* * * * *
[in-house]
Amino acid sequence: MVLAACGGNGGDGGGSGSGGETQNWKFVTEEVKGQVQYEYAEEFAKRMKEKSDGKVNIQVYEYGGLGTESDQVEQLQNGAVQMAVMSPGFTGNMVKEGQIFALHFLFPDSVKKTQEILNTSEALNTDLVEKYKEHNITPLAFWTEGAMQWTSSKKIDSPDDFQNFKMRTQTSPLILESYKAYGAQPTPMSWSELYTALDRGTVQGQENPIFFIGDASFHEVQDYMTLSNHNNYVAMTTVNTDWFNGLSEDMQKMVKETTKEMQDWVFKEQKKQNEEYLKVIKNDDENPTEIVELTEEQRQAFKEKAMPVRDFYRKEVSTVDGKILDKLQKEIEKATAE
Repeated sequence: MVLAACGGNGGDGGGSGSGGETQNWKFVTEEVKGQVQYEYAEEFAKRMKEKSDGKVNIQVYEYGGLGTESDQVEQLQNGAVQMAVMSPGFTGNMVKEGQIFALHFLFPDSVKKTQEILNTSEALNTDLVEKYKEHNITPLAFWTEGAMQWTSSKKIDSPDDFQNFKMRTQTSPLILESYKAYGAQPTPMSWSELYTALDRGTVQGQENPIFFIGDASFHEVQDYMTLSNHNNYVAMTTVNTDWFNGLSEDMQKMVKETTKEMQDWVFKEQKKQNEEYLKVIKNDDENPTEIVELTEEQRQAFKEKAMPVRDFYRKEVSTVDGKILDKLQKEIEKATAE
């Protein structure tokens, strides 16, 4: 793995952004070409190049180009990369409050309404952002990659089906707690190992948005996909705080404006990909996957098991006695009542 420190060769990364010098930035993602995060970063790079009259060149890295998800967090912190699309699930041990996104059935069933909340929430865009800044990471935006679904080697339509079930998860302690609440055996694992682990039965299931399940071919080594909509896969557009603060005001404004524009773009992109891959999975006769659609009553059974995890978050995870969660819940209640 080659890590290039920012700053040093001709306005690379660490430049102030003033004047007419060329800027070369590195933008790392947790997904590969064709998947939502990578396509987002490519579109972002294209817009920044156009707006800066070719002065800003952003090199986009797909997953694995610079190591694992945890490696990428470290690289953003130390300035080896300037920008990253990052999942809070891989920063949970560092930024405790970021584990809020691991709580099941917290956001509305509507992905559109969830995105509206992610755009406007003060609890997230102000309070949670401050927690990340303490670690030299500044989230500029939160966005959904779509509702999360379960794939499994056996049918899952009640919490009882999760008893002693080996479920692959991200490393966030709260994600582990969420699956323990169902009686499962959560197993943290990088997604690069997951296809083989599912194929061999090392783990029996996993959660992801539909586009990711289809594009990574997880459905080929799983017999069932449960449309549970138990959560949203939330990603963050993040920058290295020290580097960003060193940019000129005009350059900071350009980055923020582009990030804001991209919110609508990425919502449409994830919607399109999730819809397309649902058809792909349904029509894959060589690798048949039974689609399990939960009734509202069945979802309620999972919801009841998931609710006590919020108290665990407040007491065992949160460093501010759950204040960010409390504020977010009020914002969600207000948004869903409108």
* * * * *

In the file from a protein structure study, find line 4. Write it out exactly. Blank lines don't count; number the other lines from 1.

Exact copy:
């Protein structure tokens, strides 16, 4: 793995952004070409190049180009990369409050309404952002990659089906707690190992948005996909705080404006990909996957098991006695009542 420190060769990364010098930035993602995060970063790079009259060149890295998800967090912190699309699930041990996104059935069933909340929430865009800044990471935006679904080697339509079930998860302690609440055996694992682990039965299931399940071919080594909509896969557009603060005001404004524009773009992109891959999975006769659609009553059974995890978050995870969660819940209640 080659890590290039920012700053040093001709306005690379660490430049102030003033004047007419060329800027070369590195933008790392947790997904590969064709998947939502990578396509987002490519579109972002294209817009920044156009707006800066070719002065800003952003090199986009797909997953694995610079190591694992945890490696990428470290690289953003130390300035080896300037920008990253990052999942809070891989920063949970560092930024405790970021584990809020691991709580099941917290956001509305509507992905559109969830995105509206992610755009406007003060609890997230102000309070949670401050927690990340303490670690030299500044989230500029939160966005959904779509509702999360379960794939499994056996049918899952009640919490009882999760008893002693080996479920692959991200490393966030709260994600582990969420699956323990169902009686499962959560197993943290990088997604690069997951296809083989599912194929061999090392783990029996996993959660992801539909586009990711289809594009990574997880459905080929799983017999069932449960449309549970138990959560949203939330990603963050993040920058290295020290580097960003060193940019000129005009350059900071350009980055923020582009990030804001991209919110609508990425919502449409994830919607399109999730819809397309649902058809792909349904029509894959060589690798048949039974689609399990939960009734509202069945979802309620999972919801009841998931609710006590919020108290665990407040007491065992949160460093501010759950204040960010409390504020977010009020914002969600207000948004869903409108």